It’s hard to beat those Andalucians for energy. The last few days went in a blish (that’s shorter than a flash, marginally longer than a blip) from a rainy Malaga through a misty Carmona to end – at last – in the clear autumnal light of Seville. Instead of my usual solo or duet travel, I found myself in a heaving group of over 30 nationalities, most of whom had never been to Andalucia before. In between being bussed and guided around we were force-fed vast quantities of excellent food and drink. At times it felt like being a goose en route to foie gras status. It’s a while since I’ve been on a press-trip to Spain and I had forgotten just how much this goes on – whiling away an entire afternoon in a restaurant is just for starters as dinner only seriously kicks in around 11pm. Luckily there are quite a few cafés around for recovery, with or without a Virgin Mary poster for company on slow days.
In the end this incredible mix of nationalities all bonded, although there was a distinct froideur from some of the Russians and a clique-iness among the Americans. Otherwise, as everyone worked in the travel-biz as either tour-operators or hacks, there was a lot in common. What was missing was a sense of Spanish-ness as I found myself discussing the intricacies of the Hong Kong handover with a Chinese-Canadian who had witnessed it back in 1997, or how to deal with Ramadan with a Muslim Malay (who seemed to be fasting on alternate days), Portuguese fashion with two very hip young Lisboans and new Danish cuisine with a lady from Copenhagen. It could hardly have been more cosmopolitan.
But when a flamenco singer opened his or her mouth those shivers zapped down my spine and I knew exactly where I was. In photos it always looks so cliched but the reality never fails to stir me. The best was an occasion years ago when a taxi-driver in Cordoba parked his car in front of a convent on a dark and deserted square and proceeded to regail me and my companion with howling flamenco laments. It was well past midnight – so possibly made a good wake-up call for the nuns’ first prayer.
This time, the flamenco show at Seville’s Tablao Arenal was intense, extremely professional and an endlessly varied treat. Of course it’s touristy too, but so what. One young male dancer exuded that classic ‘I know how brilliant I am and I’ll show you’ (stamp stamp snap snap) and a veteran woman singer with dramatically pencilled eyebrows let rip from her chair. Four younger women dancers kicked, stamped and flounced magnificently while guitars and that fabulous syncopated clapping kept the rhythm churning.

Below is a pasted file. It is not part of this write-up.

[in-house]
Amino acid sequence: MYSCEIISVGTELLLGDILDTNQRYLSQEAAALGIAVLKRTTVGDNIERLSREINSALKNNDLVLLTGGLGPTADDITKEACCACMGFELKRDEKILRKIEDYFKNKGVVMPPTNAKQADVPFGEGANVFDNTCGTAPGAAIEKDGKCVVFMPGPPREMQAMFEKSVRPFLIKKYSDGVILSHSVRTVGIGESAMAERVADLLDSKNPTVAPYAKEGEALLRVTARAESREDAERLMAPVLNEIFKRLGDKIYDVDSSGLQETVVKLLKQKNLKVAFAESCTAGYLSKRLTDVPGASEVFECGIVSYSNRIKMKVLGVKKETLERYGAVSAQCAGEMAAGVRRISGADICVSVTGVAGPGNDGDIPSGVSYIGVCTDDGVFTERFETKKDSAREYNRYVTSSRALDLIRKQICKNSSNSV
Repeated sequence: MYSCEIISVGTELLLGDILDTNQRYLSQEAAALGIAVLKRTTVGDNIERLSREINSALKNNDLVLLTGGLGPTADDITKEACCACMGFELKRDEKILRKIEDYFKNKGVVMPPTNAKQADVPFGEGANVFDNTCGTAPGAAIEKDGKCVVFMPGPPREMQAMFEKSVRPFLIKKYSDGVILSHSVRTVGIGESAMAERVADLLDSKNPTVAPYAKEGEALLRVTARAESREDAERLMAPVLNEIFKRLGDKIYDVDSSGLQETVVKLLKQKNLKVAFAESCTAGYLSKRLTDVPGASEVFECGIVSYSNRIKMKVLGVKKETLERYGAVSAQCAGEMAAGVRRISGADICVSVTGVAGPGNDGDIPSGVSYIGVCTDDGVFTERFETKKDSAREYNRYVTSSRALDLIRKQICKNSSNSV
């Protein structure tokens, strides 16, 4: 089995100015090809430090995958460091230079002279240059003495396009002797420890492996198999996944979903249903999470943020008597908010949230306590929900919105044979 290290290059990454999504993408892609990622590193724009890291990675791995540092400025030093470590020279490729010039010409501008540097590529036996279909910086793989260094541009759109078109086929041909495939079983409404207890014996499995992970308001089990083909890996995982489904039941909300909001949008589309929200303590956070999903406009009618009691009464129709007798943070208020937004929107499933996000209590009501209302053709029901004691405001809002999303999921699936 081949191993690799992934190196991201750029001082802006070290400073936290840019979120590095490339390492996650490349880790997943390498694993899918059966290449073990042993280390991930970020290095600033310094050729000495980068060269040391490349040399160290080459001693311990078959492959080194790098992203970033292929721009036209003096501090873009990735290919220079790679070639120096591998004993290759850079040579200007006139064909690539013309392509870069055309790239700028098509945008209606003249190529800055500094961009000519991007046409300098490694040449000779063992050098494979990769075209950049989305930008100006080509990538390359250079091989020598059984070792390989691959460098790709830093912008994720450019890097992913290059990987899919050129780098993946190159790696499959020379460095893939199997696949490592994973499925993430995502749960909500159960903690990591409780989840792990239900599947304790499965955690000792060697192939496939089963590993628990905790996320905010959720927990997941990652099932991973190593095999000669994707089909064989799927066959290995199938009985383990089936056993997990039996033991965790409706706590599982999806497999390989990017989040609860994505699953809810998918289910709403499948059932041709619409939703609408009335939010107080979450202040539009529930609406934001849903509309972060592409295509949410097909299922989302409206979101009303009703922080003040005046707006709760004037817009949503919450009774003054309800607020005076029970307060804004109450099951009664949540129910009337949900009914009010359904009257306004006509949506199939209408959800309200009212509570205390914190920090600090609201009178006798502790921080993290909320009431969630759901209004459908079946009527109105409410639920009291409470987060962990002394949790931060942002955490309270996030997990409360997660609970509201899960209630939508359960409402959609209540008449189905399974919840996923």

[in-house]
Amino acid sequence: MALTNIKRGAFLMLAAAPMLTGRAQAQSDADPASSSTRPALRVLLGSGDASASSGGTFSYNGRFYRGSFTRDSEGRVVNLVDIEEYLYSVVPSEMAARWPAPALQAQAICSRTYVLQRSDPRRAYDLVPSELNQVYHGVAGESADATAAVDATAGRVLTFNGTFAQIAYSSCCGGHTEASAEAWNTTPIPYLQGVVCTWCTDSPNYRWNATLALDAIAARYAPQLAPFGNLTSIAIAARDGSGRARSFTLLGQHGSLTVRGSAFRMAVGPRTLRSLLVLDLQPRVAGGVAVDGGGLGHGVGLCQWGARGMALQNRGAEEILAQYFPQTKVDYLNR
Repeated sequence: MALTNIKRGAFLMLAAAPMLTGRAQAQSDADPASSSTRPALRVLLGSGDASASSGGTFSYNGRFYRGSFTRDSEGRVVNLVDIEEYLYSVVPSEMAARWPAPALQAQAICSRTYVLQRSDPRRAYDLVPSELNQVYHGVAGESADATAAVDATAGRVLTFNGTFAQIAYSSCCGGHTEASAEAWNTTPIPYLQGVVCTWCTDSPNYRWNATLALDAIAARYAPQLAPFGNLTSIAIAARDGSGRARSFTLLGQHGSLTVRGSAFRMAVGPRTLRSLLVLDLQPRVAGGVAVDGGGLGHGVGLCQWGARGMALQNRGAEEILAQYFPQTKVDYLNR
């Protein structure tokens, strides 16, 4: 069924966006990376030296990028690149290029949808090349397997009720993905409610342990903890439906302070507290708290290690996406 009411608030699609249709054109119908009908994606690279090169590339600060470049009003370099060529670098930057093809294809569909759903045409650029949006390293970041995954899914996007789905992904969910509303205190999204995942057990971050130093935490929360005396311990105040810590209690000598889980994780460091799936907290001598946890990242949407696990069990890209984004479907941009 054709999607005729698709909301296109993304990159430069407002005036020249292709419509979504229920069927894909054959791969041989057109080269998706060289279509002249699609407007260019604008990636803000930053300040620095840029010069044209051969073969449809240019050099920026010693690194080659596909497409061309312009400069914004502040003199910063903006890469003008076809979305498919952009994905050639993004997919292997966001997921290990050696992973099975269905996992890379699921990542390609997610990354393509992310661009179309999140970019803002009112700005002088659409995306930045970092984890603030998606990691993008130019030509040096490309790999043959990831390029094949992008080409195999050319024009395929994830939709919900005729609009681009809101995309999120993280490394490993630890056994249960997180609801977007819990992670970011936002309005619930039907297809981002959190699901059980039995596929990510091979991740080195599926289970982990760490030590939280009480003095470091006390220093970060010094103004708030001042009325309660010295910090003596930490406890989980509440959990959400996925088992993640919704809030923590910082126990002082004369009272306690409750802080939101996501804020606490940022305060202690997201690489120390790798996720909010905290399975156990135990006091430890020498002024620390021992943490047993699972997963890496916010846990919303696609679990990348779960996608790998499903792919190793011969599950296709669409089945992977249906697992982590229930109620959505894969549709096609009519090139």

The other Andalucian thrill on this trip was Carmona. Now I have to admit that despite having travelled zillions of times through Andalucia I somehow missed out on this small hilltown just east of Seville. That was a mistake because it’s a lovely place that was a major crossroads in Roman times. Well before that it was built by Carthaginians, and later was rebuilt by the Moors before the Reconquista threw them and their brilliant civilisation out. All this is visible in the fortifications of a massive, semi-ruined castle that crowns the town. You can see the successive arches in this picture – from Moorish back to Roman, with plenty of room for chucking burning oil on any invaders.
Then it was glorious Seville, its stunning little plazas, leafy orange-trees (from which every bitter orange is exported to England for marmalade), beautiful Moorish monuments, hordes of tapas-aficionados milling outside bars and the gentle Guadalquivir river that brought Seville the riches of the New World in the 16th century. Today the galleons have been replaced by kayakers. There is 21st century change too as a tram swished past us on a trial-run that will eventually go underground and become Seville’s first metro. Construction has been agonisingly slow due to endless archaeological discoveries – a bit like the good old days (oops – was that decades?) of Rome’s metro construction. Then it was back to London via the slow-burn nightmare that air-travel has become, wishing I was still sitting in that flamenco bar.